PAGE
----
Are You Ready to Ban Plastic Bags?

plastic-bags-planetWould you believe that the United States consumes 100 billion plastic bags every year? It sounds unbelievable, but according to the Wall Street Journal this very well might be the case. In fact, some sources believe that the simple plastic bag we so often take for granted ranks as the most widely produced consumer product on the planet.

To manufacture enough plastic bags for the United States alone requires 12 million barrels of oil, producing unbelievable amounts of waste. Cleangreenbags.com states that, as of 1998, 89% of the floating waste observed in the North Pacific Ocean was composed of disposable plastics.

Even more terrifying than it’s tremendous numbers is the plastic bag’s durability. Since no organism feeds on plastic, there is no avenue for its decomposition. A plastic bag can sit in a landfill, or even the oceans bottom, for centuries, perhaps breaking into smaller and smaller pieces, but never disappearing entirely. There is no debate: plastic shopping bags are bad for the environment. The question is what can we do about it?

While the damage produced by plastic bags is devastating, is the solution to outright ban plastic bags? Some cities, including San Francisco and Oakland, have said yes, placing a plastic bag ban on larger grocery stores. An article on Salon.com outlines the chosen solution in Ireland: a plastic bag tax. By placing a 22-cent tax on every plastic bag the consumer must make the deliberate choice to use the bags. The tax has driven down use by 90%. Some countries have gone all the way with a plastic bag ban, including Bangladesh, which has been plastic bag free since 2002.

What about recycling plastic bags? Unfortunately for plastic bags, it seems that current municipal recycling programs are simply not up to the task. Because a recycling symbol is often prominently displayed on the bag, many users throw plastic grocery bags in with their normal recyclables. This often has the opposite of the intended effect. Since most city recycling programs do not have the facilities to recycle plastic bags they are forced to ship them to the dump, adding another layer of travel and sorting to an already taxed system. Instead, take your plastic bags back to the grocery store. Several large chains, including Wal-Mart, have their own recycling programs in place for the standard polyethylene shopping bag.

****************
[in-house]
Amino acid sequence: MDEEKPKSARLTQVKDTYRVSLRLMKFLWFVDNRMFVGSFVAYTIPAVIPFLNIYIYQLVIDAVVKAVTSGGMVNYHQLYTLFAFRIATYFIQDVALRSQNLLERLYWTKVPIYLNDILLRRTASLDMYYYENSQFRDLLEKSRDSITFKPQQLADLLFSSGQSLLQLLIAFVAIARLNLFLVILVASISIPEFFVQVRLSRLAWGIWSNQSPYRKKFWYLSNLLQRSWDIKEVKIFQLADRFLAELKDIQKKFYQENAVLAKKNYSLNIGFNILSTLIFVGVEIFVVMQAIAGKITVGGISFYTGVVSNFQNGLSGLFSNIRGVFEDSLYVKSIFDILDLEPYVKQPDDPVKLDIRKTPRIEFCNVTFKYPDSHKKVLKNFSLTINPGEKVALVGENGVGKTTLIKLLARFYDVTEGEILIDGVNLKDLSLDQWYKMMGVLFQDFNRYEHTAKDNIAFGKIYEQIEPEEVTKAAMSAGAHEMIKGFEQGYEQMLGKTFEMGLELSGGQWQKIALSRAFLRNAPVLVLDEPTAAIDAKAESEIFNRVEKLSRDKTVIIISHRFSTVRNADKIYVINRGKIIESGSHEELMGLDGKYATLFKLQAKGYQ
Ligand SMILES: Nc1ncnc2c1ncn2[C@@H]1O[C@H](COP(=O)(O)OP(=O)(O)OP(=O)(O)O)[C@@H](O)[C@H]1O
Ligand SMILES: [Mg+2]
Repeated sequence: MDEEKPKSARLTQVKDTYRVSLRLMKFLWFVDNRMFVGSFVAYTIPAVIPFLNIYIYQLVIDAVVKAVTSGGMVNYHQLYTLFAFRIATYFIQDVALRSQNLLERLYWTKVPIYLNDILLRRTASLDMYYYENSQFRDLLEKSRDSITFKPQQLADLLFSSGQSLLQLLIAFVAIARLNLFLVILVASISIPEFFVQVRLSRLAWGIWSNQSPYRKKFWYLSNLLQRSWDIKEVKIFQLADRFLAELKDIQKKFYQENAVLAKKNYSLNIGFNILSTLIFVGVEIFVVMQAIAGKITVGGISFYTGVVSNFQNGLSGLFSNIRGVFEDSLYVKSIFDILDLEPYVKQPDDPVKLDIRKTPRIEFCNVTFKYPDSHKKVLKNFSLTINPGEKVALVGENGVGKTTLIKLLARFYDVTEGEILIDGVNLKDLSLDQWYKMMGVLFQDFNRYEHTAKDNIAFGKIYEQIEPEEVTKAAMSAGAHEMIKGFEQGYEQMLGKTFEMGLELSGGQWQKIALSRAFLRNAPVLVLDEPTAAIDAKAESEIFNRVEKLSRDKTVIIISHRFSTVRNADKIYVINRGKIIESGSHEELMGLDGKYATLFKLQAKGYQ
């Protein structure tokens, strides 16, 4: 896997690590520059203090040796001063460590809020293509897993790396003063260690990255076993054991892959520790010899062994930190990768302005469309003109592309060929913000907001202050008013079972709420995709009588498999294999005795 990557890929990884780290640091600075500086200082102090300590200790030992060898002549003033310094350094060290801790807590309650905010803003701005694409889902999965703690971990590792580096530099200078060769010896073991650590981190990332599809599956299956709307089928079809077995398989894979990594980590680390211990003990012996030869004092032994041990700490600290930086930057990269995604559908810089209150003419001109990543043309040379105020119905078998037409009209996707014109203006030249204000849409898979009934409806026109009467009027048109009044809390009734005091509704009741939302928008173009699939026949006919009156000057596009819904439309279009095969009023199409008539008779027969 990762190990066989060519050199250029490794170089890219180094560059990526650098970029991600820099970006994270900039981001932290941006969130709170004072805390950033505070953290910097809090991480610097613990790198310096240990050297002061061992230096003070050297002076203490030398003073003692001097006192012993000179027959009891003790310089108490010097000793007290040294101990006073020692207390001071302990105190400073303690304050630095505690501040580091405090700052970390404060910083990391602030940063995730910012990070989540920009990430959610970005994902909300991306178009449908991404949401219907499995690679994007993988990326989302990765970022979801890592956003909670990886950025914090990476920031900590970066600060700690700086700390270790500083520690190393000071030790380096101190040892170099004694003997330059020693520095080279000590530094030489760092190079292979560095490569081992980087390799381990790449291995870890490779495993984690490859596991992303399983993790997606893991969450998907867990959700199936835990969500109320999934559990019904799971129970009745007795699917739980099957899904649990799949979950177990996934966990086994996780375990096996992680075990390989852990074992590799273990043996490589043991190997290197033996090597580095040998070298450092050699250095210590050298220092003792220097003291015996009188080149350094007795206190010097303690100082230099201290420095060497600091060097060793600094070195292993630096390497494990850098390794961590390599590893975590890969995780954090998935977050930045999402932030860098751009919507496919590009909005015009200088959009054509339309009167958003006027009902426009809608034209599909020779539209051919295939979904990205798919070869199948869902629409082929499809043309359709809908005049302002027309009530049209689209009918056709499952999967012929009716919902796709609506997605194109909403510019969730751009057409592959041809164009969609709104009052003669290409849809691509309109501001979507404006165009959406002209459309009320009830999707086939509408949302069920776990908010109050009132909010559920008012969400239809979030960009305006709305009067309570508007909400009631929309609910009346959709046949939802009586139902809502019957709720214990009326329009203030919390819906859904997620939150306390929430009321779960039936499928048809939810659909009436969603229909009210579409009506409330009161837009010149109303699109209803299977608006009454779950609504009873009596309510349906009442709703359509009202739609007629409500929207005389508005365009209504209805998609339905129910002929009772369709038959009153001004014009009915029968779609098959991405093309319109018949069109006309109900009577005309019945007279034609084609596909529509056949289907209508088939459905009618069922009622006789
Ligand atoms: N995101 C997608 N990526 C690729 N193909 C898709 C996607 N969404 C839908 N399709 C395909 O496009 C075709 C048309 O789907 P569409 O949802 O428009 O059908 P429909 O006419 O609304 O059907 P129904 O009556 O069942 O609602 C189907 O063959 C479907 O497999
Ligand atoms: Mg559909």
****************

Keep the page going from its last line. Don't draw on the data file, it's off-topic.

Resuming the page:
However, the best option to help the environment and combat the constant consumption of plastic bags is to ban plastic bags for yourself. Rather than waiting for legislation, take the small steps now to cut them out of your routine. The best option is to carry your own reusable tote bag. Just keep a few in your car at all times, making it a cinch to pick up groceries as you normally would. Another option is to request paper bags, which, while still wasteful, can be recycled or naturally decomposed.

New alternatives, such as bags made from biodegradable corn fibers, are emerging all over the country. The facts are in: plastic bags are bad for the environment. Ban plastic bags in your own life and you will be making a tremendous difference for our world.

About Barbara Holbrook

Barbara lives in Southern California where she writes about technology, design and smart ways to go green.

Comments

  1. I am against the banning of plastic. What are the other options for those of us who shop once a week and don’t have cloth bags? Paper? That option is worse for the environment than plastic!It uses more energy and pollutes the environment in its manufacturing than plastic. It take 15-20 yrs for a tree to grow large enough to produce 700 bags. Only 700!! They do NOT naturally decompose. Check studies done by Dr. William Rathke, Univ. of Arizona, on landfills. Papers that are 40 yrs old are still readable.Paper can be composted if shredded into small strips.The failure of plastic recycling is the big problem. Only 8% per yr according to the EPA. Take them back to your grocery store. Only 1.5% of the petroleum used in the US ends up in plastic bags. The answer? Landfill biodegradable bags- and not PLA (corn based) and not oxy degradables. There are plastics that can biodegrade in landfills in 1-5 yrs and produce methane that can be harvested for free energy.That is the answer.

  2. Robin Callista says:

    @ Leslie,

    Here’s a ground breaking solution to your predicament: buy cloth bags! If you can affors cloth bags, you probably are spending too much on food in the first place. If you’re too disorganized to keep several coth bags with you when you go grocery shopping, then yoiu probably don’t deserve to eat. Problem solved.

  3. Cloth bags can pick up bacteria from meats and other foods put in them. You have to be diligent about washing them. Some are even made with heavy metals that are not good for human contact. I recycle all my plastic bags.

    Your comment that I should not deserve to eat is insane. You obviously have not taken your medications lately.

  4. Maezy Candelario Cañete says:

    Bilang isang estudyante na pinag-aaralan ang isyung kapaligiran ay naiintindihan ko ang bawat opinyon. Pero para sa akin ay walang masama sa paggamit ng plastic bag kung ang mga tao ay may sapat lamang na disiplina. Maari namang linisin ang plastic bag kapag may malansang amoy. Kung tela bags naman ay linisin lamang rin ito. Nasa tao lamang kung dami-dami ang mga suliranin sa kapaligiran. If we don’t have discipline then imagine our future with black atmosphere and mountains of garbages.

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